Home' Trinidad and Tobago Guardian : November 6th 2016 Contents A24
Sunday Guardian www.guardian.co.tt November 6, 2016
• From Page A23
of the "cultural problem" hindering research
and development, an important part of
TTLAB s character is its upending of conven-
tional development approaches. "There s a lot
of emphasis locally on building large buildings,
and then there s no resources left for research,"
says Prof Hosein.
TTLAB is the opposite. It has no headquar-
ters or bureaucracy. The company simply selects
the best students (or invites applicants it
believes are gifted) gives them money, and lets
them do what they want. He treats them the
way that he likes to be treated which is to be
given autonomy to explore and have complete
time flexibility (they can work from home if
they wish and, like him, many prefer working
Unfortunately he cannot pay as much as he
thinks they deserve to be paid but the Fellows
actually receive a larger stipend than that pro-
vided by UWI scholarships.
Lee Young agrees: "In Patrick s field T&T
can become a global player in R&D---T&T does
not need expensive huge labs. We are dealing
with brains---reason, logic, computation, and
software skills. We can develop and harvest
this resource in a short space of time---com-
pared to R&D in other disciplines."
This approach is particularly useful, says
Prof Hosein, to those scientists and engineers
who work in day jobs, but are not allowed to
do the kind of research they want to do. With
a little extra money, they can take time off
from work, and spend it on the things that
matter more. He believes that a "reverse-
intern" program whereby bright engineers/sci-
entists in industry get to perform research
under the supervision of UWI Faculty might
be feasible and all three parties will benefit.
Indeed, he says, it was his prize from the ANSA
Caribbean Awards that allowed him to take
time off from his teaching at UWI to pursue
his own research and help fund his first exper-
Another innovative practice is encouraging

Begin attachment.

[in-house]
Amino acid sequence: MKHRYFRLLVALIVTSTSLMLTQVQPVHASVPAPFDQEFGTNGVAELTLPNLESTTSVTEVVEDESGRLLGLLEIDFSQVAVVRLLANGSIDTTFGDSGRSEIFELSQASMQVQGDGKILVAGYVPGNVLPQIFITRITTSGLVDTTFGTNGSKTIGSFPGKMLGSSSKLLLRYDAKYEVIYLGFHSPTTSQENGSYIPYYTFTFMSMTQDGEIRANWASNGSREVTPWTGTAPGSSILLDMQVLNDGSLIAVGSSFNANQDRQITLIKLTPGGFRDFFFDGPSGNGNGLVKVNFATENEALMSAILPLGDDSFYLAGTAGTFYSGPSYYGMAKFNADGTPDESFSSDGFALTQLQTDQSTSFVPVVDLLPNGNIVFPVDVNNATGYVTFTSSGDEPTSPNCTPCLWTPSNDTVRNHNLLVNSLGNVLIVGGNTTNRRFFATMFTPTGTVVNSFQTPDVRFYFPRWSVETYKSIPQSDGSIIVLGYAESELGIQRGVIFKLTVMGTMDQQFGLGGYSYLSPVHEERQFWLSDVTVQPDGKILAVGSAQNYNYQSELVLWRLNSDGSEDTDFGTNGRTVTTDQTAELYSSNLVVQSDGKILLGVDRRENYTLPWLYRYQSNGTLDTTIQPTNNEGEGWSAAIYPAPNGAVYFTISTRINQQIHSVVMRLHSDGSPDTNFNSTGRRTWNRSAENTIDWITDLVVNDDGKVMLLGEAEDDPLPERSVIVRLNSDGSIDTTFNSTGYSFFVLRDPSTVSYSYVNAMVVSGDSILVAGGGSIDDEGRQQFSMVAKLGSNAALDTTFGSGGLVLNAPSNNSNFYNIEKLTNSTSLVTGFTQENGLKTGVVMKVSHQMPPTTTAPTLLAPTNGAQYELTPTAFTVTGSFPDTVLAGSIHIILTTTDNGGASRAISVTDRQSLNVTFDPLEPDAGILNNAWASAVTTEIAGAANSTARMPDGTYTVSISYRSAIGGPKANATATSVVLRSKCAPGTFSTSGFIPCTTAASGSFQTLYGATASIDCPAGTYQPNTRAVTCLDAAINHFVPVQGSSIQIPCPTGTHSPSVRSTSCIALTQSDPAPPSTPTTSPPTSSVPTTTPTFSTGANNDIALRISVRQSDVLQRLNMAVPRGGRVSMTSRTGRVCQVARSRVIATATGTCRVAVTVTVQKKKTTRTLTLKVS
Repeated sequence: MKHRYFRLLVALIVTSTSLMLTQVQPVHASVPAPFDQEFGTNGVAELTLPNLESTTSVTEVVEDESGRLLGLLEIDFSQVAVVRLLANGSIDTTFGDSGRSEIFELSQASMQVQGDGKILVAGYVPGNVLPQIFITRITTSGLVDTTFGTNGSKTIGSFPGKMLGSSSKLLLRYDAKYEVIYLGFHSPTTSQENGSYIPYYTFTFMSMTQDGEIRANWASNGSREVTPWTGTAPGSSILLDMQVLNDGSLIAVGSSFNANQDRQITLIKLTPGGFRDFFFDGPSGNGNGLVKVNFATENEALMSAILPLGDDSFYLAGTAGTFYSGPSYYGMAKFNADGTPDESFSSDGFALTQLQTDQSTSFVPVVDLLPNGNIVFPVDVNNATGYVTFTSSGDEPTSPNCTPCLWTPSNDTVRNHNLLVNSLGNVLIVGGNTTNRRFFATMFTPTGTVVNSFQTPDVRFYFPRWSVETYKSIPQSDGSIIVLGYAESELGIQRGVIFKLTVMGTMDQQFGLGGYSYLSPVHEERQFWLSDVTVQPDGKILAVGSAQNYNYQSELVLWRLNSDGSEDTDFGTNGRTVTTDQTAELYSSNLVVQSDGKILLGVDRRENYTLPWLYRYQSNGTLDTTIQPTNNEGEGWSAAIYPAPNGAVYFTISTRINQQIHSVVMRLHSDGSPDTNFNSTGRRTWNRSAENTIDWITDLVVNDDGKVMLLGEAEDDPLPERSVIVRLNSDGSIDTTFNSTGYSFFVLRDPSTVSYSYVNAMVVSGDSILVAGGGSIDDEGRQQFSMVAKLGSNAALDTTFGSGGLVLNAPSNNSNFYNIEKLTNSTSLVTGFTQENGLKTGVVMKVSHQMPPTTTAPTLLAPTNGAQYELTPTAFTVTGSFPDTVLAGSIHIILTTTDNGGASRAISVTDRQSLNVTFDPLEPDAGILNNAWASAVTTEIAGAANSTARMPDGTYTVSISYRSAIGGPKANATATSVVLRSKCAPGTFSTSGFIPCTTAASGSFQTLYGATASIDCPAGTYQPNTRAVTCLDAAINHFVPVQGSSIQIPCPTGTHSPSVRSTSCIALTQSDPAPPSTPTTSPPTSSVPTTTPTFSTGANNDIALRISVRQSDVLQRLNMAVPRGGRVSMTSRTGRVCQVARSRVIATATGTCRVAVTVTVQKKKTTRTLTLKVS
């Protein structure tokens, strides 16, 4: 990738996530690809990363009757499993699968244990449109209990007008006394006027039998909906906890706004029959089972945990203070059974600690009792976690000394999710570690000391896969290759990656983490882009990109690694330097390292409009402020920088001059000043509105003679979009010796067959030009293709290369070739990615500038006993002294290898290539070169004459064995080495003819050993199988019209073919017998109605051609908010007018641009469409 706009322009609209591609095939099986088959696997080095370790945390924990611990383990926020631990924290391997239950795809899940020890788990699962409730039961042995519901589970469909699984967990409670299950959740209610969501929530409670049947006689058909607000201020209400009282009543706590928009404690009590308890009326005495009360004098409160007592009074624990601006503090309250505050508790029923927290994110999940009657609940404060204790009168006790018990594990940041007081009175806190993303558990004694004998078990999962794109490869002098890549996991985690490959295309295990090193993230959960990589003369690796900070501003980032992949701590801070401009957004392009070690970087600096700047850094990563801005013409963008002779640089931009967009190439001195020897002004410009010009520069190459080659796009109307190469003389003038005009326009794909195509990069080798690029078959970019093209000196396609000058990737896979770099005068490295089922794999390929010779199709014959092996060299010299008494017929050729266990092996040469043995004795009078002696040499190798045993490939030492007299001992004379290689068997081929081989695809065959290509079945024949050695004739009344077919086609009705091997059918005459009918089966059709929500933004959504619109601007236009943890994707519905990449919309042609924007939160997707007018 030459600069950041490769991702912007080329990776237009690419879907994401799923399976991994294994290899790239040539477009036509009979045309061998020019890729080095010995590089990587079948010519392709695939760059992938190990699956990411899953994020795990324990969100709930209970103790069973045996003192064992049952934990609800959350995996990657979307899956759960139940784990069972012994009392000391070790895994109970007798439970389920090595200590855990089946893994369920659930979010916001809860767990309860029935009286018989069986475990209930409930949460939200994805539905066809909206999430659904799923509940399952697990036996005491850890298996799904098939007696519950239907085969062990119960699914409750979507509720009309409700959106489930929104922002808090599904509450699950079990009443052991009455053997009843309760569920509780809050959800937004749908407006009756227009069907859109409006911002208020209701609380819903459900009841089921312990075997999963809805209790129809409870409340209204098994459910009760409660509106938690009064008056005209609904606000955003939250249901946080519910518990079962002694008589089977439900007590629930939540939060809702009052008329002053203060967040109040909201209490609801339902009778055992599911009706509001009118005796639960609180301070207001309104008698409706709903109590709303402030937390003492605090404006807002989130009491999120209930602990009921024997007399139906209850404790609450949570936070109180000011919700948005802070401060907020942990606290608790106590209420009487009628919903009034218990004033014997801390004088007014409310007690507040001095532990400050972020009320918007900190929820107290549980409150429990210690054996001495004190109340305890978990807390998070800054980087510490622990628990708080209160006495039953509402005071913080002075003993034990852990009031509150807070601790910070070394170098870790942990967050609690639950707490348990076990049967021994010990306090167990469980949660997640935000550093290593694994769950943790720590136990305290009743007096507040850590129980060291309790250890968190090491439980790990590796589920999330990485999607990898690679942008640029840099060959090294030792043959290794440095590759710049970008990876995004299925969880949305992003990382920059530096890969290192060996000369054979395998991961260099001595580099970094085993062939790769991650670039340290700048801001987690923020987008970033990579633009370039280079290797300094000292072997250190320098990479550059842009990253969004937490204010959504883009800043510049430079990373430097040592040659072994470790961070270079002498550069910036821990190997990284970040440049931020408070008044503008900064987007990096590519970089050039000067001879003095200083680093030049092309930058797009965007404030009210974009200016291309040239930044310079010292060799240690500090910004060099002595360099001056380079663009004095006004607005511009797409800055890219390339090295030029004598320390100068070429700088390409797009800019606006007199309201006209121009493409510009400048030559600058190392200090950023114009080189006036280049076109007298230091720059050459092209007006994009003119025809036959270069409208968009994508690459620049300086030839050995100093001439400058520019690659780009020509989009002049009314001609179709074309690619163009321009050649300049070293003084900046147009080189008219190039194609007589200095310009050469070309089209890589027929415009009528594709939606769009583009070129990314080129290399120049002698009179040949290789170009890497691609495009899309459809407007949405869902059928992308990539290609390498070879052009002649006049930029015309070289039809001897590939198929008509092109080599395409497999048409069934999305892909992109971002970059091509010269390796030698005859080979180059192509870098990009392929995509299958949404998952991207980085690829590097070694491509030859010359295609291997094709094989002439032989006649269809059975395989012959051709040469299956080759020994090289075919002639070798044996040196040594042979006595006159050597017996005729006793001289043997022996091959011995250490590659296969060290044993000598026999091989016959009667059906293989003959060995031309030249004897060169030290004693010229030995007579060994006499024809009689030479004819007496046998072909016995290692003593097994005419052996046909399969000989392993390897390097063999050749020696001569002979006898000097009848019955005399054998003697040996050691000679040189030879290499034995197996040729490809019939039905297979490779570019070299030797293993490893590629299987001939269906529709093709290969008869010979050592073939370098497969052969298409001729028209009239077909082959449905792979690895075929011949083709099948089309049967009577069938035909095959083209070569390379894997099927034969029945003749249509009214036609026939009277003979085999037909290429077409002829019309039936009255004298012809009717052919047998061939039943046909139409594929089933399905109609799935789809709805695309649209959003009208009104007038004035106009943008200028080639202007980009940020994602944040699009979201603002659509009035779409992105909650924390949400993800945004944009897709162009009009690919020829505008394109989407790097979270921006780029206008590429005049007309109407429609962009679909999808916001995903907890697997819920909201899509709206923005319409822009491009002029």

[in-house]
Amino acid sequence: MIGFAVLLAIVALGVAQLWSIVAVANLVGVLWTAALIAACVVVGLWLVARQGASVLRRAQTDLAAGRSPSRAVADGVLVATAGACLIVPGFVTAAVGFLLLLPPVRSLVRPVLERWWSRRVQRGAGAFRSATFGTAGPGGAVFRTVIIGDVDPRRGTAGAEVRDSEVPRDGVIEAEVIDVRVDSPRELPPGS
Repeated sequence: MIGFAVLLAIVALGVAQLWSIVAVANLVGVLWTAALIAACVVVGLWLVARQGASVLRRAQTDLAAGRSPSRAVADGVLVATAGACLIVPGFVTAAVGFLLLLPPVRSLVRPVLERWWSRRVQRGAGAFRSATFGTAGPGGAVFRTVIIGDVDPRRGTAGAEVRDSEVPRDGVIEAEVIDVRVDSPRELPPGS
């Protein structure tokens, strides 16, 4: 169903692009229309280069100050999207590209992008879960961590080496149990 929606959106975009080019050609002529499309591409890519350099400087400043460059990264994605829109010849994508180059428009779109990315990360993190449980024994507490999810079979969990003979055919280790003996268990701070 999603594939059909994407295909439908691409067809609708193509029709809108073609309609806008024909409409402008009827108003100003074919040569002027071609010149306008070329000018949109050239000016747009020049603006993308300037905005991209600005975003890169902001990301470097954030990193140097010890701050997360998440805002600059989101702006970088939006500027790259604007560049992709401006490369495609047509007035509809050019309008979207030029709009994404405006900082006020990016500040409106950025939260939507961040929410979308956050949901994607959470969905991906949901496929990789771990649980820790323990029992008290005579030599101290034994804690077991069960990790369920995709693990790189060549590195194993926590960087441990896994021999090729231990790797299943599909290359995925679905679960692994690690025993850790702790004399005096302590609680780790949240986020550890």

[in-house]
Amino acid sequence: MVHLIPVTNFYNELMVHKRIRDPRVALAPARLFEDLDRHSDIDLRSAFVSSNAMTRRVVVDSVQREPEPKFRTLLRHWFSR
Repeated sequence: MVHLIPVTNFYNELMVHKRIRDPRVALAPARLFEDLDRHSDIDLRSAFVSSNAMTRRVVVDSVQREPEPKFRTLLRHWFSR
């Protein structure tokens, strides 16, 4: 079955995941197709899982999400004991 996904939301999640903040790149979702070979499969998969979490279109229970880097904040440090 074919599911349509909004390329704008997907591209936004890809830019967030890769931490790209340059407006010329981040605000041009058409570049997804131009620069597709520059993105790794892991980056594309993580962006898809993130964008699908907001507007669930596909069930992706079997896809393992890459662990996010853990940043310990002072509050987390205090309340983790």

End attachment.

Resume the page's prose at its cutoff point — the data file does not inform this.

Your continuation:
students to think of what they would like to
pursue, as well as encouraging topics of local
use and interest but with global scope. "To
publish internationally, you have to be more
broadly focused than just Trinidad & Tobago,"
says Prof Hosein, "but there are things here
that qualify." One of these things is electricity
grid efficiency. TTLAB (through a RDI Smart
Grid project lead by Dr Sharma at UWI)
approached T&TEC for data from their meters
which they analysed and developed an algo-
rithm and an application which could provide
significant savings if applied since comparable
foreign software is expensive. The project,
unfortunately, has been frozen.
But engineering is not the only area that
can benefit. The UWI (and every university
library) maintains subscriptions to international
journals which, must be paid for in US currency.
Analysing the data on how UWI members
access the journals, TTLAB derived an opti-
misation algorithm which recommends which
journals should be subscribed to, and which
subscriptions can be halted, and individual
articles purchased instead. This would mean
no loss of access for students and faculty, but
millions of dollars can potentially be saved by
The biggest problem in putting this knowl-
edge to work, says Prof Hosein is local inertia.
"We have tried to talk to local companies, but
they only see us as app developers, and anyone
with computer knowledge can develop an app.
Most don t see the value in our expertise in
Machine Learning, Optimization, Decision
Support Systems and so on. Just as in the
above cases we can use this expertise to help
them achieve significant savings.
"And even when the returns are immediate,
as in the T&TEC research to improve grid
quality, bureaucracy freezes the process. In
fact, says Hosein, many local companies tend
to prefer to get foreign consultants. If TTLAB
can continue to grow, this could change, as
"we would like to go beyond just publishing,
and start filing patents and developing local
products to show we can benefit local industry."
TTLAB s founder wants to keep it focused
on research but admits that some development
may be required in the future to help pay the
bills. "The preferred model is simple," he said.
"A company admits they need help, provides
us with the information (especially data) that
we would need, we provide a solution and
possibly a prototype of the solution and we
move on. Of course during the process we
hope to publish but we will never disclose any
confidential or company proprietary informa-
The object and means to develop might be
science, but the spirit that allows it to exist
must be cultural.
• Article courtesy ANSA Caribbean Awards
TTLAB: A Caribbean golden goose of innovation
Members of the Think Tank team from, left, Matthew Stewart, Shiva Ramoudith, Jonathan
Earle, Anderson Singh, Keshav Bahadoor, Shellyann Sooklal, Nicholas Chamansingh, Inzamam
Rahaman, Stefan Boodhoo, Kiran Maharaj, Shanta Sukhoo and Kevin Feveck.
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